How to Scale Your Engineering Team from 1 to 100+ Without Making Them All Quit

Lusine Khachatryan

Here’s the standard Silicon Valley story – you have a great idea, you dropout of college, build a small team, complete a prototype in the garage, get a bunch of investment and change the world.

The prototype in the garage is just the beginning, though - the hardest part is not establishing the company, but scaling it – and those first 100+ hires bring restructuring that can be painful if you’re not careful.

Over the course of my fifteen year career in tech, I’ve gone from an engineer working with just a few others on an early stage product to a mid-size CTO with around 100 other engineers, all in the same company, and now I’m an engineering leader at ServiceTitan – a hyper-growth startup that reached unicorn status in 2018 with 300+ engineers.

Here, I’ve summarized the most effective team structure at each stage from 1 to 100+ hires – and the challenges that can (and probably will) appear each time you restructure.

From Zero to Scalable Organization: One Small Team to Multiple Teams

The Early Stage Team (1-20 Employees)

In the early stages of a startup, you’re only responsible for communicating to a handful of people – typically all seated in the same room with an understanding of what they need to do, often working days and nights to build the MVP. Your main priority at this size is building the right product, getting your first customers, and making sure you don’t burn your entire runway – so, you end up with engineers that are all independent contributors to your small team, without much structure or process. This is all fine and good, for now.

Beginning to Expand (20-50 Employees)

Once your business starts to expand, you hire more and more people, and need to build several features/projects in parallel. With all these new hires to help you out, business as usual from the previous stage of your company starts to break.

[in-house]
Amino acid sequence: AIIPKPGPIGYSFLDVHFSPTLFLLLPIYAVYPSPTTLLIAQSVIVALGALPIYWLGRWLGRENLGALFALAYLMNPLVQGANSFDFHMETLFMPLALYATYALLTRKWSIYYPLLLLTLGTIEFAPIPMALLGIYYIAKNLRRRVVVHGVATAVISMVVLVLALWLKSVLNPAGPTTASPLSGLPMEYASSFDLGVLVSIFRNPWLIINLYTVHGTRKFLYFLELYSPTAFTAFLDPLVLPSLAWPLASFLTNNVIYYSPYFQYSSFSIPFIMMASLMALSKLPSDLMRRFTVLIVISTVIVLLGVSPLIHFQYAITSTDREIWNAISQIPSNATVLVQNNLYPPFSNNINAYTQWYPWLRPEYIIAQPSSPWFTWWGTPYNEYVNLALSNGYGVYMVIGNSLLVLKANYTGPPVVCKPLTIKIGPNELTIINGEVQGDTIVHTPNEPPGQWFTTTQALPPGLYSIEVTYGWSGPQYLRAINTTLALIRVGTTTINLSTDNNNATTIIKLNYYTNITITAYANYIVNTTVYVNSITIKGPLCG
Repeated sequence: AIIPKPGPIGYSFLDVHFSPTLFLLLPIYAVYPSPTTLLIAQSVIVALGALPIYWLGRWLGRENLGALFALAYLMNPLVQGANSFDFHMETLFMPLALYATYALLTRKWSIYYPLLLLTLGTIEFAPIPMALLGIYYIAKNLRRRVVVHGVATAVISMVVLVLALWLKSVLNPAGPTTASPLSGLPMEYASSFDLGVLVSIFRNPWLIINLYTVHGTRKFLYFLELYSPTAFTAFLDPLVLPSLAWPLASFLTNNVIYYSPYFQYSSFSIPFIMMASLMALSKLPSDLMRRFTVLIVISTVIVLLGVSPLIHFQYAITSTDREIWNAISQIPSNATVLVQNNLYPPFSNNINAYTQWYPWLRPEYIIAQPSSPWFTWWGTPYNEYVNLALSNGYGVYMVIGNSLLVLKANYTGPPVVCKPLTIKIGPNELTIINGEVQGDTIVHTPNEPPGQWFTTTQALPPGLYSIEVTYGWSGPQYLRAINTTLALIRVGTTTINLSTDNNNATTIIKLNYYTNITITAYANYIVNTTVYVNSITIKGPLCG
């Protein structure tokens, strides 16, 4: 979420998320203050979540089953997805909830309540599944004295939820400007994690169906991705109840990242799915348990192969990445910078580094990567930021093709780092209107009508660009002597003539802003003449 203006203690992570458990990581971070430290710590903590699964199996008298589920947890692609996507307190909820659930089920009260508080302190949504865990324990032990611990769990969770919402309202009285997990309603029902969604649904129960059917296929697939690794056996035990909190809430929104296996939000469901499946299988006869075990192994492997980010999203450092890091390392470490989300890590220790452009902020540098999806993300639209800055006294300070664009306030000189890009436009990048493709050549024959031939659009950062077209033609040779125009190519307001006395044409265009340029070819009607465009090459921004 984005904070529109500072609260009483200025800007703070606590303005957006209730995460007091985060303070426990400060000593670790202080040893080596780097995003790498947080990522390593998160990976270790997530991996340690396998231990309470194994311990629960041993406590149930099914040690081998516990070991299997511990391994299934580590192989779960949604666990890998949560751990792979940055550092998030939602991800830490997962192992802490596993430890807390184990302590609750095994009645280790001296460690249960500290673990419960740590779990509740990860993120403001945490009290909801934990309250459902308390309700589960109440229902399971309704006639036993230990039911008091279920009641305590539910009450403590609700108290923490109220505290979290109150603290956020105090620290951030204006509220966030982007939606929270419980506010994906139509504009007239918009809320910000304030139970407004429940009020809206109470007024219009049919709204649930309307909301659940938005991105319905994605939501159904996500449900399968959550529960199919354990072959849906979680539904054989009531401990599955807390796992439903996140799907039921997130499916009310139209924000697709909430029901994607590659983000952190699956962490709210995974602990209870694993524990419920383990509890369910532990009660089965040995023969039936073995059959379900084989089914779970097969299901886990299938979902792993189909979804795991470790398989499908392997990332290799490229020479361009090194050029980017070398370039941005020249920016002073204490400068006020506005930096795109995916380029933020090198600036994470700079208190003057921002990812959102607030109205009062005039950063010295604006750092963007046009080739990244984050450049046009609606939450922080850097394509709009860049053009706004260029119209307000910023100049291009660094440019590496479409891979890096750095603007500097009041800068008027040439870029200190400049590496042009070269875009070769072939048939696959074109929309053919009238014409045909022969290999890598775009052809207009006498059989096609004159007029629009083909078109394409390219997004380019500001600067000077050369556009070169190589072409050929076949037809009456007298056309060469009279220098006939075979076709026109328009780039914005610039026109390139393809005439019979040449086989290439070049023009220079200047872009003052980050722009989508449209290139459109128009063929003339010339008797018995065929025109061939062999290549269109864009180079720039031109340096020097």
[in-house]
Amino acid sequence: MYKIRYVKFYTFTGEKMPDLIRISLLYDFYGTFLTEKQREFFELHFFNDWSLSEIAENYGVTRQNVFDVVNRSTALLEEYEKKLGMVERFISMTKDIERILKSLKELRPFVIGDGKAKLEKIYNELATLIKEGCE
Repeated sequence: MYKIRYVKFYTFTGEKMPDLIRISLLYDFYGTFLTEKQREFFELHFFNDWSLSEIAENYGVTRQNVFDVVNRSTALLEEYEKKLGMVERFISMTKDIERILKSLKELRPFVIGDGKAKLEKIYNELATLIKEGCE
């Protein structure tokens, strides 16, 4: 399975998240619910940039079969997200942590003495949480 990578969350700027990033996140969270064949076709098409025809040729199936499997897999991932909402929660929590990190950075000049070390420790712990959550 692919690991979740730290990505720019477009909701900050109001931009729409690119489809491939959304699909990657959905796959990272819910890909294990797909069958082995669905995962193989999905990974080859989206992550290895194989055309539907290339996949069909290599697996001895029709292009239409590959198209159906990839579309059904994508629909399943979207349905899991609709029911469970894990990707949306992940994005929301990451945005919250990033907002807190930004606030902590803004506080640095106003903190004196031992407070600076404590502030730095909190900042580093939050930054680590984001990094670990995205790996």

In my experience, this starts to happen around 20 employees. When you hire more people with the same specialization (you suddenly have a bunch of backend engineers, frontend engineers, QAs, etc) it makes sense to organize them by disciplines. In this setup, you’ll have core team members who are experts in specific areas, and from there you can organize teams within that specialization with clear code ownership. As an added benefit, this setup easily allows engineers to share knowledge and help onboard each other as the team grows.

Organizing your team by discipline works for a while – but then you’ll find that you spend too much time coordinating between teams.

This is pretty common – there’s often a lot of pain around not having one team own a specific domain of your product because in order to complete a project, several separate teams (backend, frontend, mobile, API, etc.) have to touch it before it’s complete.

Conway’s law – the idea that organizations mirror their communication structures – manifests itself at around 50 employees. It becomes pretty obvious that the different parts of your product aren’t able to communicate – a direct reflection of the disparate nature of your team.

So, from here, what do you do? What’s the best structure for your team as a whole?

The Growing Organization (50-100+ Employees)

Once you get up there with more than 50 employees, the org starts to look and feel more and more like a larger corporation and less like a startup. Reflective of that, you need to restructure (again) – this time, aligning towards product areas and building platform teams to support growth.